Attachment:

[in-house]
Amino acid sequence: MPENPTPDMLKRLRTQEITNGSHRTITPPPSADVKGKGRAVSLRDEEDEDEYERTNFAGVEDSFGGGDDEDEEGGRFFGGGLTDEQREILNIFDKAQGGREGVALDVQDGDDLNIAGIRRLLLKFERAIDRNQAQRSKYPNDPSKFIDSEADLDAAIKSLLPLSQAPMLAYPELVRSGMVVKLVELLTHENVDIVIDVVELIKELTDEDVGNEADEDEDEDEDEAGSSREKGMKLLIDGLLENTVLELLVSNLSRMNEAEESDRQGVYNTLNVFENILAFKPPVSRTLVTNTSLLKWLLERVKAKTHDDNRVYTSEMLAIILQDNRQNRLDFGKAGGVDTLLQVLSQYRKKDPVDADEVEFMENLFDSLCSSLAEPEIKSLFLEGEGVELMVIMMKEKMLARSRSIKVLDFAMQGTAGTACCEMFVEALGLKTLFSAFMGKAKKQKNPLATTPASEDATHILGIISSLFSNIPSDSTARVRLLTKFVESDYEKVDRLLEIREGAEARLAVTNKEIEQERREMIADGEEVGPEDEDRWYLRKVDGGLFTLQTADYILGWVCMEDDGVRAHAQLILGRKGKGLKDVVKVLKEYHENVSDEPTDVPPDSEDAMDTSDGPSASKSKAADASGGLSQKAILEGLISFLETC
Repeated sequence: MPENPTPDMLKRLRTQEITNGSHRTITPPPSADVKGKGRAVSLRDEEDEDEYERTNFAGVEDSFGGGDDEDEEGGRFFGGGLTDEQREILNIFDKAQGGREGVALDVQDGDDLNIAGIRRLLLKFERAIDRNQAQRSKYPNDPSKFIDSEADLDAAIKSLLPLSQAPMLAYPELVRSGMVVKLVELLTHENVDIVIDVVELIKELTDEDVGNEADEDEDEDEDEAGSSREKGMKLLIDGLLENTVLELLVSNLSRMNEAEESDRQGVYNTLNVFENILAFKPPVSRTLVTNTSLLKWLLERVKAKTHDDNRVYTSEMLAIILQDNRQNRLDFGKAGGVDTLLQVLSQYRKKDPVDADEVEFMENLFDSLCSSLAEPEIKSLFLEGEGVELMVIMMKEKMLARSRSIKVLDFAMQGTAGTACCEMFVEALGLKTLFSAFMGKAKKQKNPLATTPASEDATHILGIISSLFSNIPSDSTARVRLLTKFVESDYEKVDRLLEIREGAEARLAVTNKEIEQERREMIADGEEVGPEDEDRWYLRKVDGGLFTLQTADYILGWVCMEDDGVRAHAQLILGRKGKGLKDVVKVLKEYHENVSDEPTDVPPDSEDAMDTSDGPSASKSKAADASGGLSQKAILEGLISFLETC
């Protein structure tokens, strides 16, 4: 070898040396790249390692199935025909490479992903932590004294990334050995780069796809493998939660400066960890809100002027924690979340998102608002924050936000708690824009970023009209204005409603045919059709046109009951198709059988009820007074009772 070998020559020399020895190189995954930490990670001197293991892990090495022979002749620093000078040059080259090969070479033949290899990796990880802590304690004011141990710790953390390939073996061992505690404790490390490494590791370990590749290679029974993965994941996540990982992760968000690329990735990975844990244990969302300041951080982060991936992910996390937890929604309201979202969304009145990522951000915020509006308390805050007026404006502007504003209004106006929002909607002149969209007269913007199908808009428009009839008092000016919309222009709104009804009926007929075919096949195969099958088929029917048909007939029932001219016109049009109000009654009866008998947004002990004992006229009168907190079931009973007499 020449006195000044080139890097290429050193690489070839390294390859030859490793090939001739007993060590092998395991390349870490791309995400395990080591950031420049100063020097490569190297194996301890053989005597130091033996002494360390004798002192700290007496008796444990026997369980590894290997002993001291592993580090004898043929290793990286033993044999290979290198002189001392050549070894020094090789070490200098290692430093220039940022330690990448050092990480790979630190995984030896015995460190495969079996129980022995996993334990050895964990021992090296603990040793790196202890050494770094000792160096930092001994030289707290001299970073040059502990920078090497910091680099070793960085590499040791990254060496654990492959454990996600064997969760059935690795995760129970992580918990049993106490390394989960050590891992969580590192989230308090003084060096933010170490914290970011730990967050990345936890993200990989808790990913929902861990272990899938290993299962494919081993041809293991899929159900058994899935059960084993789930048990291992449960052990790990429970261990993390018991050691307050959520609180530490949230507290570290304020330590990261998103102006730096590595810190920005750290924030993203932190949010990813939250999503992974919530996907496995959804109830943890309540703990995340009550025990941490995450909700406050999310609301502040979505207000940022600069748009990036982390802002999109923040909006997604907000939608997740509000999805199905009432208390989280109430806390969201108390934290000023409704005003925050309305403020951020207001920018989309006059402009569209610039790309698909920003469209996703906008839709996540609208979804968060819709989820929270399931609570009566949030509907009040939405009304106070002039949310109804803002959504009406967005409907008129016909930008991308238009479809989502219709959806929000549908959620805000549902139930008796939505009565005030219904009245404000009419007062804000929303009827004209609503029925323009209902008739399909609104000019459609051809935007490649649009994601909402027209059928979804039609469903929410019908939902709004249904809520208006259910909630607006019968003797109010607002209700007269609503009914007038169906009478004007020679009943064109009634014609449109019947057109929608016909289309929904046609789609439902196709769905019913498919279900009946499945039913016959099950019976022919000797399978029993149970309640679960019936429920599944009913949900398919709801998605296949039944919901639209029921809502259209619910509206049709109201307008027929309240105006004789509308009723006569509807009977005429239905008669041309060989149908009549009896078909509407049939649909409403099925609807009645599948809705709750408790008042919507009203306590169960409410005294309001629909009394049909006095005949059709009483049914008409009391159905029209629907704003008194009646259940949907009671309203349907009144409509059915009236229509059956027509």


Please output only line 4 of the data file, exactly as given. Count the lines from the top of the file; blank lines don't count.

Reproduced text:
């Protein structure tokens, strides 16, 4: 070898040396790249390692199935025909490479992903932590004294990334050995780069796809493998939660400066960890809100002027924690979340998102608002924050936000708690824009970023009209204005409603045919059709046109009951198709059988009820007074009772 070998020559020399020895190189995954930490990670001197293991892990090495022979002749620093000078040059080259090969070479033949290899990796990880802590304690004011141990710790953390390939073996061992505690404790490390490494590791370990590749290679029974993965994941996540990982992760968000690329990735990975844990244990969302300041951080982060991936992910996390937890929604309201979202969304009145990522951000915020509006308390805050007026404006502007504003209004106006929002909607002149969209007269913007199908808009428009009839008092000016919309222009709104009804009926007929075919096949195969099958088929029917048909007939029932001219016109049009109000009654009866008998947004002990004992006229009168907190079931009973007499 020449006195000044080139890097290429050193690489070839390294390859030859490793090939001739007993060590092998395991390349870490791309995400395990080591950031420049100063020097490569190297194996301890053989005597130091033996002494360390004798002192700290007496008796444990026997369980590894290997002993001291592993580090004898043929290793990286033993044999290979290198002189001392050549070894020094090789070490200098290692430093220039940022330690990448050092990480790979630190995984030896015995460190495969079996129980022995996993334990050895964990021992090296603990040793790196202890050494770094000792160096930092001994030289707290001299970073040059502990920078090497910091680099070793960085590499040791990254060496654990492959454990996600064997969760059935690795995760129970992580918990049993106490390394989960050590891992969580590192989230308090003084060096933010170490914290970011730990967050990345936890993200990989808790990913929902861990272990899938290993299962494919081993041809293991899929159900058994899935059960084993789930048990291992449960052990790990429970261990993390018991050691307050959520609180530490949230507290570290304020330590990261998103102006730096590595810190920005750290924030993203932190949010990813939250999503992974919530996907496995959804109830943890309540703990995340009550025990941490995450909700406050999310609301502040979505207000940022600069748009990036982390802002999109923040909006997604907000939608997740509000999805199905009432208390989280109430806390969201108390934290000023409704005003925050309305403020951020207001920018989309006059402009569209610039790309698909920003469209996703906008839709996540609208979804968060819709989820929270399931609570009566949030509907009040939405009304106070002039949310109804803002959504009406967005409907008129016909930008991308238009479809989502219709959806929000549908959620805000549902139930008796939505009565005030219904009245404000009419007062804000929303009827004209609503029925323009209902008739399909609104000019459609051809935007490649649009994601909402027209059928979804039609469903929410019908939902709004249904809520208006259910909630607006019968003797109010607002209700007269609503009914007038169906009478004007020679009943064109009634014609449109019947057109929608016909289309929904046609789609439902196709769905019913498919279900009946499945039913016959099950019976022919000797399978029993149970309640679960019936429920599944009913949900398919709801998605296949039944919901639209029921809502259209619910509206049709109201307008027929309240105006004789509308009723006569509807009977005429239905008669041309060989149908009549009896078909509407049939649909409403099925609807009645599948809705709750408790008042919507009203306590169960409410005294309001629909009394049909006095005949059709009483049914008409009391159905029209629907704003008194009646259940949907009671309203349907009144409509059915009236229509059956027509």